I just wrapped up teaching tonight and looked over in the cage and saw a group of purple belts and a tough brown belt working some rounds. They were going at it hard. It was impressive to see. All young and extremely athletic. Scary good and tough. Over on the mat area was a group of white belts who had just finished class with me. My choice was to stay and roll with the white belts or go over to the cage and take my lumps. I thought for a second or two and then made my way over to the cage. Not that I mind or find myself above rolling with white belts. I do it all the time and it’s a crucial part of my training. I probably learn more from rolling with white belts than with anyone else.
Well, I had a few rounds. I managed to get choked unconscious once and stalemate with everyone else. By the time I was done I felt like I had been mugged. Every minute of every roll was hard. Just one tough grueling roll after another. That’s the nature of BJJ though. The best and worst part of BJJ is that the mat doesn’t lie. When you step on the mat you live and die by what you bring in with you. You are out there naked in a manner of speaking. There are no shortcuts, cheats, or sneaky ways out. It’s brutally honest that way. That’s it’s beauty really. It’s what makes it such a healthy activity and why I love it so much.
The ego is a funny thing though. You’d think that the more experience you get in BJJ the easier it is to supress the ego and not let it get in the way. It doesn’t get easier. At least for me it doesn’t. Especially as you start earning rank. When you tie on a brown belt your ego tells you that you need to be able to destroy everyone purple belt and below. And if you are not very careful that ego idea can paralyze you. The minute you are scared to roll with someone because you don’t know if you can beat them you are dead. You have just effectively put the emergency brakes on your progress.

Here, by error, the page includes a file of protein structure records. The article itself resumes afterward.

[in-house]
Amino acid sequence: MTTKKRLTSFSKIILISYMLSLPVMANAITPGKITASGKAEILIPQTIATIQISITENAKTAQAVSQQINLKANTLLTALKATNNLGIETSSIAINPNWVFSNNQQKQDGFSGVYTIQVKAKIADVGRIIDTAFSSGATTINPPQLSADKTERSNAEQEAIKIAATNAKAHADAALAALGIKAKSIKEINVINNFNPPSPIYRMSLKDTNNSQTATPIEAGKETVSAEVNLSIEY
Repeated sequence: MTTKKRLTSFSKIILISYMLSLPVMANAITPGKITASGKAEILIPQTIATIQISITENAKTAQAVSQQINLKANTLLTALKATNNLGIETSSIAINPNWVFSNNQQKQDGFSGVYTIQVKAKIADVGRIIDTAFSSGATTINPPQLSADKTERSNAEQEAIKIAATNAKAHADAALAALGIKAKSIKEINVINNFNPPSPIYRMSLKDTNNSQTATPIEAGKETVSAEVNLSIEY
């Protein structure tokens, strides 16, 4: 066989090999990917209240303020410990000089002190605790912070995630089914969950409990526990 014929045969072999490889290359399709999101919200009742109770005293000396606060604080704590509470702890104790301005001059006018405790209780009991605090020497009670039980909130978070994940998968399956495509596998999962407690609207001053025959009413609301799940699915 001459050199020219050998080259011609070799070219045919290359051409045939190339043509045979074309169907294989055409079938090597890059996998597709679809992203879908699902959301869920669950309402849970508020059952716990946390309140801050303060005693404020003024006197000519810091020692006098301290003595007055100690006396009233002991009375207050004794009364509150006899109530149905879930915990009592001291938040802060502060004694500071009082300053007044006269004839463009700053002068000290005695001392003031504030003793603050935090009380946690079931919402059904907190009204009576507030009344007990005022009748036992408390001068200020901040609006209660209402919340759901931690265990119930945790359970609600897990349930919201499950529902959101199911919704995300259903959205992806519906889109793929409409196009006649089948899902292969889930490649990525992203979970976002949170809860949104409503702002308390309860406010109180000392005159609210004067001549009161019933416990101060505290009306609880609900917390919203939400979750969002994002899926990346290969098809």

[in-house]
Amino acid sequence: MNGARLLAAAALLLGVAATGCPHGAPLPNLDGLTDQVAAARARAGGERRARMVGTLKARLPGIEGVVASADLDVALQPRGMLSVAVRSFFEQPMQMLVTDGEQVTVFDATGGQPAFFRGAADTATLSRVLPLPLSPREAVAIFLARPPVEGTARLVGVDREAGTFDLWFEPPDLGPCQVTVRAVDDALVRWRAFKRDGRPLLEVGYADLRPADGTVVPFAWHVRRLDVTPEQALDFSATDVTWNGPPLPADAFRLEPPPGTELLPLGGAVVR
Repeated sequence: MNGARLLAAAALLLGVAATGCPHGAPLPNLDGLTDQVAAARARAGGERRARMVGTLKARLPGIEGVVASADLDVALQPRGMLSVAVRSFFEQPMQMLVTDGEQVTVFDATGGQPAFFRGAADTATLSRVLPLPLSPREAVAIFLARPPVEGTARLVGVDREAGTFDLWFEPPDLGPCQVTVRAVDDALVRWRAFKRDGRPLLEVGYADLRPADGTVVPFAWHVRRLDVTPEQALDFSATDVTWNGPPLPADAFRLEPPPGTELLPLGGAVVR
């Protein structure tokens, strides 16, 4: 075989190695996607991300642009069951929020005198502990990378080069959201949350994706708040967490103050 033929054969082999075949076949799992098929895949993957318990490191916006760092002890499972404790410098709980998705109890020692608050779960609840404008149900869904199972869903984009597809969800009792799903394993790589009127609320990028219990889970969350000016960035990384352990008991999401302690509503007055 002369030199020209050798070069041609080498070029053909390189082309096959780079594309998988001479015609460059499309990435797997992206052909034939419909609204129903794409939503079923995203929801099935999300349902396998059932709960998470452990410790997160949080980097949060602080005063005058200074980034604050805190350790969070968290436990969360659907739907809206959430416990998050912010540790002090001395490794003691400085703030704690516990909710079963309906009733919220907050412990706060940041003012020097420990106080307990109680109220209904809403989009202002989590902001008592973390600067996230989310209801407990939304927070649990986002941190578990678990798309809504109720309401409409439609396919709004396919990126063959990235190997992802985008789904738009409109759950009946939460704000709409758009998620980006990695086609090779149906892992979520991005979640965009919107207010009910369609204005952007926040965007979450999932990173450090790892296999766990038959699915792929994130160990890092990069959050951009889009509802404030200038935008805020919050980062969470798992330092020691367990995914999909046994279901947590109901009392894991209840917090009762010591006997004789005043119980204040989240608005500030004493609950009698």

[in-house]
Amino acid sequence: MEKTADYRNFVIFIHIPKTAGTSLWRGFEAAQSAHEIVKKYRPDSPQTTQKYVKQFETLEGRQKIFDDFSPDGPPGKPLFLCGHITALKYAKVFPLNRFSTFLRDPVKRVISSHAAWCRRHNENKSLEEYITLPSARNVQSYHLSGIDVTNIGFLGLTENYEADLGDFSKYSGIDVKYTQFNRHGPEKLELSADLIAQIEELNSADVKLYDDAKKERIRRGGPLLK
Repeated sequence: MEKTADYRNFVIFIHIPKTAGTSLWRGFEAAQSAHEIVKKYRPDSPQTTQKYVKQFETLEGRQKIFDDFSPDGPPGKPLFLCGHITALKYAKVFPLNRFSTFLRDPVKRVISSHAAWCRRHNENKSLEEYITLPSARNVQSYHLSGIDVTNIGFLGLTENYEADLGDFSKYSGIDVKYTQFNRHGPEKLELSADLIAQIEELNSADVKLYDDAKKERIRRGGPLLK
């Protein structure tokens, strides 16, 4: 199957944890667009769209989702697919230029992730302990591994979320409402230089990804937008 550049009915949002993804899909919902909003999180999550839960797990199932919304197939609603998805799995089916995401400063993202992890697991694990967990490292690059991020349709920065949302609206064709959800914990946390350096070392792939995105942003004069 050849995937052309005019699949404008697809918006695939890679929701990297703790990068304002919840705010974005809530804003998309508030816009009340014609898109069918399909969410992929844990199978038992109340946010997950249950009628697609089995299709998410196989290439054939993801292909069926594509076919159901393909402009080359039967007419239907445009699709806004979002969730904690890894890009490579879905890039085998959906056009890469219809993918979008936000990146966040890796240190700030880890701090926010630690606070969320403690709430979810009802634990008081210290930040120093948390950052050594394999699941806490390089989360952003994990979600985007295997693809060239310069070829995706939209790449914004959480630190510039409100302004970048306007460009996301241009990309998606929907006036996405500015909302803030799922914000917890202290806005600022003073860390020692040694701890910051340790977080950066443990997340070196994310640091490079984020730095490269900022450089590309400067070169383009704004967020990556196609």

What then are you to do? You have to throw your hat into the ring and trust that your BJJ will get you through. You may not “win.” You may not tap out the other guy. Your training will take you through and the mat will tell you what you need to know. And, if you are in with the right group of guys you will take your mugging and know that it buys you a millimeter of progress. You’ll sit on the edge of the mat with chests heaving. Sweat pouring down your face. You’ll slap each other on the back and debrief your games with smiles and laughs. And, you’ll feel good knowing that all you could do is what you did. Throw your hat in the ring and see what happens.
It’s the beautiful surrender of Ju jitsu. You can never predetermine outcomes. You can’t guarantee victory. Character is built not by the victories but by all the tough rolls and taps you encounter along the way. That’s the paradox. Eventually you will have tapped 10,000 times or more. The rolls won’t get any easier. You’ll surrender again and again measuring your progress one millimeter at a time trusting the process.